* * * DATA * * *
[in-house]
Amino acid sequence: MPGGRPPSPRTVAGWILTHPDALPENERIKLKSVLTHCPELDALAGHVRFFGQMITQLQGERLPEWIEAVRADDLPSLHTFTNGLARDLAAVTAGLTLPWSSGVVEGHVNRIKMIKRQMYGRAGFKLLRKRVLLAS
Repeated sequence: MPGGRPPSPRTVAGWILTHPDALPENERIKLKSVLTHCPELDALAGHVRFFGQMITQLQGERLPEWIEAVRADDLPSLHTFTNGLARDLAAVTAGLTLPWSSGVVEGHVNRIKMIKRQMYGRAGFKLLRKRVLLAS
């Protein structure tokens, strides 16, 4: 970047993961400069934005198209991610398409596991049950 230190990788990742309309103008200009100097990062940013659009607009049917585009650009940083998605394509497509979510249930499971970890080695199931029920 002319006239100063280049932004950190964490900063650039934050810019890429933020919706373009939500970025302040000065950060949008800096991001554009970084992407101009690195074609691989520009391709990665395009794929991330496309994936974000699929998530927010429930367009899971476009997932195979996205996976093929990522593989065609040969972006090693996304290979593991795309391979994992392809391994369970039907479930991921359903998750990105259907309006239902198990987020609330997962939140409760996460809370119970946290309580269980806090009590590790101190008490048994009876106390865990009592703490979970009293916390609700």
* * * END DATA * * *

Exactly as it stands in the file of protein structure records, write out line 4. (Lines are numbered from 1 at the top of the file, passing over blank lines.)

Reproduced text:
């Protein structure tokens, strides 16, 4: 970047993961400069934005198209991610398409596991049950 230190990788990742309309103008200009100097990062940013659009607009049917585009650009940083998605394509497509979510249930499971970890080695199931029920 002319006239100063280049932004950190964490900063650039934050810019890429933020919706373009939500970025302040000065950060949008800096991001554009970084992407101009690195074609691989520009391709990665395009794929991330496309994936974000699929998530927010429930367009899971476009997932195979996205996976093929990522593989065609040969972006090693996304290979593991795309391979994992392809391994369970039907479930991921359903998750990105259907309006239902198990987020609330997962939140409760996460809370119970946290309580269980806090009590590790101190008490048994009876106390865990009592703490979970009293916390609700």